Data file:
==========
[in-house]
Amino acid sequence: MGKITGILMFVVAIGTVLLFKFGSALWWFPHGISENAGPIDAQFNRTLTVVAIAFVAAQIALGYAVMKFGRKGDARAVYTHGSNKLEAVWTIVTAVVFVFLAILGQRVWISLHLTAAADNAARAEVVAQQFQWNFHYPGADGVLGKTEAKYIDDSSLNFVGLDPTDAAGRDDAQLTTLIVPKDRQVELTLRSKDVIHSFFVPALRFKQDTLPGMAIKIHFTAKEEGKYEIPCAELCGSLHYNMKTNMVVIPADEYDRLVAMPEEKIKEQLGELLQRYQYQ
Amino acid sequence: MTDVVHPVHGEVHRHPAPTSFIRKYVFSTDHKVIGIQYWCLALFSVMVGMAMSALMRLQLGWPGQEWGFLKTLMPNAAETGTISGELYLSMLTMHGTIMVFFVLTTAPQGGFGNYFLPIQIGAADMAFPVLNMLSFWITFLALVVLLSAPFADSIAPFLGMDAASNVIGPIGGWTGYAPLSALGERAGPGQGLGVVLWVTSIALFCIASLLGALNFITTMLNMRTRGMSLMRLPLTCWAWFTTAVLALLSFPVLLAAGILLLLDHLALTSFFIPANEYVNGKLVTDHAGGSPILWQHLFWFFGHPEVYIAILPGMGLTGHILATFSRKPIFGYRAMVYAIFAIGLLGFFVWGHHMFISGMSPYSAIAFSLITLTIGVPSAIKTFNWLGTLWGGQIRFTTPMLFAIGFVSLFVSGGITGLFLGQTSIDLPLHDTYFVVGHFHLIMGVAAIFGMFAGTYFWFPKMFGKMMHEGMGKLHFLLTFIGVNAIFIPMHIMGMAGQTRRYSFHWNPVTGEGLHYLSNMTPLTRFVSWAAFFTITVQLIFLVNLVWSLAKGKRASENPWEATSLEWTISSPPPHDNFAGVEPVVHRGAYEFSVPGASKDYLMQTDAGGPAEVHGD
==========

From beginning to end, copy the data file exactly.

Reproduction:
[in-house]
Amino acid sequence: MGKITGILMFVVAIGTVLLFKFGSALWWFPHGISENAGPIDAQFNRTLTVVAIAFVAAQIALGYAVMKFGRKGDARAVYTHGSNKLEAVWTIVTAVVFVFLAILGQRVWISLHLTAAADNAARAEVVAQQFQWNFHYPGADGVLGKTEAKYIDDSSLNFVGLDPTDAAGRDDAQLTTLIVPKDRQVELTLRSKDVIHSFFVPALRFKQDTLPGMAIKIHFTAKEEGKYEIPCAELCGSLHYNMKTNMVVIPADEYDRLVAMPEEKIKEQLGELLQRYQYQ
Amino acid sequence: MTDVVHPVHGEVHRHPAPTSFIRKYVFSTDHKVIGIQYWCLALFSVMVGMAMSALMRLQLGWPGQEWGFLKTLMPNAAETGTISGELYLSMLTMHGTIMVFFVLTTAPQGGFGNYFLPIQIGAADMAFPVLNMLSFWITFLALVVLLSAPFADSIAPFLGMDAASNVIGPIGGWTGYAPLSALGERAGPGQGLGVVLWVTSIALFCIASLLGALNFITTMLNMRTRGMSLMRLPLTCWAWFTTAVLALLSFPVLLAAGILLLLDHLALTSFFIPANEYVNGKLVTDHAGGSPILWQHLFWFFGHPEVYIAILPGMGLTGHILATFSRKPIFGYRAMVYAIFAIGLLGFFVWGHHMFISGMSPYSAIAFSLITLTIGVPSAIKTFNWLGTLWGGQIRFTTPMLFAIGFVSLFVSGGITGLFLGQTSIDLPLHDTYFVVGHFHLIMGVAAIFGMFAGTYFWFPKMFGKMMHEGMGKLHFLLTFIGVNAIFIPMHIMGMAGQTRRYSFHWNPVTGEGLHYLSNMTPLTRFVSWAAFFTITVQLIFLVNLVWSLAKGKRASENPWEATSLEWTISSPPPHDNFAGVEPVVHRGAYEFSVPGASKDYLMQTDAGGPAEVHGD